Home NewsEntertainment The iTunes 99 Cent Movie of the Week: ‘A Walk in the Woods’

The iTunes 99 Cent Movie of the Week: ‘A Walk in the Woods’

by Patrick Phillips
iTunes $0.99 rental of the week, A Walk In The Woods, Nick Nolte, Robert Redford, Bill Bryson, movie review

Every week, the folks at iTunes find a movie they like and make it available to rent for the low, low price of $0.99. I’m here to tell you whether that film is worth your hard-earned dollar.

This week, Robert Redford and Nick Nolte get back in touch with nature, each other, and maybe even themselves by taking A Walk in the Woods.

Itunes $0. 99 rental of the week, a walk in the woods, nick nolte, robert redford, bill bryson, movie review

I Like Knowing About the World I’m Living In

Famed travel writer Bill Bryson (Redford) has spent his life on the road. After two decades living abroad, he’s returned to New England to while away his twilight years with his wife Catherine (Emma Thompson) and family. After a few months of pseudo-retirement – and one too many funerals – Bill begins to wonder if he’s got one more great adventure in him. Luckily, the Appalachian Trail runs right through his backyard. The rugged, 2,200 mile path from Georgia to Maine becomes just the challenge that Bill is looking for. It’s also the perfect way to reconnect with his homeland. But it’s a tedious journey that people half Bill’s age can’t even finish. And Catherine insists that he find a trail-mate to watch his back. The only person that answers the call for adventure is Bill’s old running mate Katz (Nolte) – whom he hasn’t spoken to in decades. Broken down, out of shape, and possibly on the run, Katz is hardly the ideal companion. But beggars cannot be choosers. Like that, the old pals set out to reconnect with the unspoiled heart of America – and maybe reconnect with themselves.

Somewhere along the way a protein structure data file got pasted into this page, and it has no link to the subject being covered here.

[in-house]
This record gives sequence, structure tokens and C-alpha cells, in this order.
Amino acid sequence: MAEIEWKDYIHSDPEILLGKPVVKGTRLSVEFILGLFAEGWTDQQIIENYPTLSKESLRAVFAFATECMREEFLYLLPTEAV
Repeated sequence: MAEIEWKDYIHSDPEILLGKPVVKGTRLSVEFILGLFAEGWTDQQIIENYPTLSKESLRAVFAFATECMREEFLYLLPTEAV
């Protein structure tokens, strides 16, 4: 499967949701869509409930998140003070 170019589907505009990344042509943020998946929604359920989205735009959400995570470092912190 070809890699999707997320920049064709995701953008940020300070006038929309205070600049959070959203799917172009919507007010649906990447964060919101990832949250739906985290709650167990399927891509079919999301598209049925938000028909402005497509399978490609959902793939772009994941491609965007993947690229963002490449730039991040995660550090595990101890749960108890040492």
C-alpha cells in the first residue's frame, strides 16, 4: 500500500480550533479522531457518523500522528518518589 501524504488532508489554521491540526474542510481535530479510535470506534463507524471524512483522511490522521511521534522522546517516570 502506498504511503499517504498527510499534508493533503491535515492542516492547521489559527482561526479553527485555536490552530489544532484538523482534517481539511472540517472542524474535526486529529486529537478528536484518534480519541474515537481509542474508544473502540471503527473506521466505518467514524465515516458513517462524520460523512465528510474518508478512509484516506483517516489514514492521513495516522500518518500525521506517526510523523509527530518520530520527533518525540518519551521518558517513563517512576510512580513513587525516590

Unfortunately, none of that actually happens. As A Walk In The Woods lumbers along for 104 minutes, it fails to find insight or intrigue in the wilderness of the Appalachian Trail or the wilderness of Bill’s and Katz’s old souls. Mostly we just get a couple of old guys walking around and tripping over uninspired jokes and fortune-cookie wisdom.